Passport to Poconos – Street Food and Cultures

The good weather has awakened my senses to one of the things that I enjoy more in the US: discovering authentic food from around the world from street vendors. “I want a frankfurter.” This is the first thing my friend Cristina said when she arrived to New York last week. “Why would you want that?” I asked. “The typical thing I do when I arrive in the US is eat street food; a frankfurter and a slice of pizza.”. It’s what you see in the movies. “But it’s called hot dog here (perrito caliente in Spanish),” I told her. In Spain it’s called a frankfurter because the sausage came originally from Frankfurt, Germany.

In Spain there is no street food, you are supposed to eat in a restaurant or a bar or at home but never in the street: it is not considered polite. A restaurant is more formal. A bar is where you can get a coffee, a drink or a sandwich or a snack (like tapas), but that’s not “eating”. Eating is having a full meal in a restaurant or at home. If you have a sandwich for lunch, you didn’t eat. When we go to Spain, my husband insists in having his sandwich. “I can’t eat so many big meals,” he says.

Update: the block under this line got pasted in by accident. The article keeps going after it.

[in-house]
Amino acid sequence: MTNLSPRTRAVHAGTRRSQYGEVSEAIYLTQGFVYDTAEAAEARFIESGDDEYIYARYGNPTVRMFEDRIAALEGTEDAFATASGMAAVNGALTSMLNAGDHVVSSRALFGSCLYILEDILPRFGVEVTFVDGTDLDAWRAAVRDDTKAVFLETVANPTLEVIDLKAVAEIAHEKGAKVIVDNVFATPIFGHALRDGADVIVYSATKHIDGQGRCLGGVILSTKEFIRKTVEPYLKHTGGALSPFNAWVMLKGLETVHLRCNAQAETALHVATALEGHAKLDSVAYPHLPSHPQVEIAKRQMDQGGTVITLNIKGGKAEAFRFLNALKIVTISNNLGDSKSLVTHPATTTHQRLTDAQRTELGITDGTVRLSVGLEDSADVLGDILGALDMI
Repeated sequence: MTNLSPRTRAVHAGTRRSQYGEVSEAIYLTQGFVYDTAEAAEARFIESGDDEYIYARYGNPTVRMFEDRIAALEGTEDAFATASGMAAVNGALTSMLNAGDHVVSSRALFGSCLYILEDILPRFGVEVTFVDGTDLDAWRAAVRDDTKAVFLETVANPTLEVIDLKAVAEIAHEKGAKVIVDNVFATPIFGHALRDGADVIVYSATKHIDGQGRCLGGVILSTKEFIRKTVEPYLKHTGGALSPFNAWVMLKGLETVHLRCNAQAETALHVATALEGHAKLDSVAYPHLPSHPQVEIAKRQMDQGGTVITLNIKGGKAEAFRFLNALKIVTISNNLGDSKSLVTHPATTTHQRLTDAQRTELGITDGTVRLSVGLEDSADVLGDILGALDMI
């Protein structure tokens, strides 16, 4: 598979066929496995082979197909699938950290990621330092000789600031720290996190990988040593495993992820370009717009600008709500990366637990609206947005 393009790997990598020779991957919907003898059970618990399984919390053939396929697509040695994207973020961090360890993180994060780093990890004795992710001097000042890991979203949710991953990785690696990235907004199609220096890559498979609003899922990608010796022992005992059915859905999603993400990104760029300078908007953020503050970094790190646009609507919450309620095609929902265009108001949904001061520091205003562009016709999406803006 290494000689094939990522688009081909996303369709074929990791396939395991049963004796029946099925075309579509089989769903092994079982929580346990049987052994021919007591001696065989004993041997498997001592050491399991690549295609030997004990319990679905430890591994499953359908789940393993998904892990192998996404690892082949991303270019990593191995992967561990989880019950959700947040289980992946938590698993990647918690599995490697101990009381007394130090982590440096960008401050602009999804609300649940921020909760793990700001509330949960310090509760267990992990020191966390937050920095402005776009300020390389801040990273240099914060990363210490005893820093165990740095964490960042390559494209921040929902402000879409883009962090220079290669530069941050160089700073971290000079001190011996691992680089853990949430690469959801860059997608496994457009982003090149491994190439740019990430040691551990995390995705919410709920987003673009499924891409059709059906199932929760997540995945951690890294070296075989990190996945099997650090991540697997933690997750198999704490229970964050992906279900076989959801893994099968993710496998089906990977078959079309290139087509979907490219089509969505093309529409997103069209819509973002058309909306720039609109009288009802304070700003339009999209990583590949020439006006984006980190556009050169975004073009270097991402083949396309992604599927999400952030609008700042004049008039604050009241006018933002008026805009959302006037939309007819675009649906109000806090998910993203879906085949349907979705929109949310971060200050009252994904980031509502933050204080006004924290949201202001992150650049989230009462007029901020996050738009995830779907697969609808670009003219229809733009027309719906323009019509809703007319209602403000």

The first time I had street food was a hot dog in New York when I was a tourist. I loved the freedom and informality of siting in the park while eating with my hands. This is one of the best things of being in the US, the freedom to do things like eating with your hands, in public, without being judged! I have discovered some of the best food from around the world is on street trucks in the US. When visiting friends in Los Angeles we found the best breakfast burritos on the trucks set up to serve Hispanic laborers and gardeners in Beverly Hills.

Our friends were appalled. Why do you want to eat that? We can take you to a great Mexican restaurant.” “These are the best burritos this side of the border,” my husband replied. The California Mexican food trucks have their own name in Spanglish. They are called “Loncheros,” because they serve lunch.

A few years ago we started a tradition with some friends of eating food of a different country whenever we met. There are a few rules: “It has to be authentic, cheap and we can’t repeat countries”. So far we have gone through sixteen countries without having had to travel beyond the perimeter of New York City. However In the Poconos is where I have discovered some of the best Hispanic foods. Not on trucks, but in restaurants and homes of friends. That is a story for another day!

Christina’s radio show, Tu Voz con Christina, is at 8 a.m. every Sunday on Pocono 96.7. Email:



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